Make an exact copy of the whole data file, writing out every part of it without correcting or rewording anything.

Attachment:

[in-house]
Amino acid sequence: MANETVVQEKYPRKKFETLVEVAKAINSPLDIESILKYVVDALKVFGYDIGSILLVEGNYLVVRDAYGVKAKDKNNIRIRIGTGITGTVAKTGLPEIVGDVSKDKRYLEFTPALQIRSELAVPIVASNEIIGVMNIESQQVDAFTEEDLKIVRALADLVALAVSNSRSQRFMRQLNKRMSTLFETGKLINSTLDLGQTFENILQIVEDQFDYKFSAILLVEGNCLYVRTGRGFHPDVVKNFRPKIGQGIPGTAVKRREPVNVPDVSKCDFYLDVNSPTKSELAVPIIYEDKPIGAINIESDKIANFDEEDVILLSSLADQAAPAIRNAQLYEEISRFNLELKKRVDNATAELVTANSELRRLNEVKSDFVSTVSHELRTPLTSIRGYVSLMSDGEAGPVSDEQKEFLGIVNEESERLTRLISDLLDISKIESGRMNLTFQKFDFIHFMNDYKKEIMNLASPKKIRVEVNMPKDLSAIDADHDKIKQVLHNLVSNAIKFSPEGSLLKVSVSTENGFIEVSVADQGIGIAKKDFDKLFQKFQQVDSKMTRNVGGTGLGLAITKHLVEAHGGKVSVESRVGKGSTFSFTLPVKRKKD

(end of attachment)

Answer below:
[in-house]
Amino acid sequence: MANETVVQEKYPRKKFETLVEVAKAINSPLDIESILKYVVDALKVFGYDIGSILLVEGNYLVVRDAYGVKAKDKNNIRIRIGTGITGTVAKTGLPEIVGDVSKDKRYLEFTPALQIRSELAVPIVASNEIIGVMNIESQQVDAFTEEDLKIVRALADLVALAVSNSRSQRFMRQLNKRMSTLFETGKLINSTLDLGQTFENILQIVEDQFDYKFSAILLVEGNCLYVRTGRGFHPDVVKNFRPKIGQGIPGTAVKRREPVNVPDVSKCDFYLDVNSPTKSELAVPIIYEDKPIGAINIESDKIANFDEEDVILLSSLADQAAPAIRNAQLYEEISRFNLELKKRVDNATAELVTANSELRRLNEVKSDFVSTVSHELRTPLTSIRGYVSLMSDGEAGPVSDEQKEFLGIVNEESERLTRLISDLLDISKIESGRMNLTFQKFDFIHFMNDYKKEIMNLASPKKIRVEVNMPKDLSAIDADHDKIKQVLHNLVSNAIKFSPEGSLLKVSVSTENGFIEVSVADQGIGIAKKDFDKLFQKFQQVDSKMTRNVGGTGLGLAITKHLVEAHGGKVSVESRVGKGSTFSFTLPVKRKKD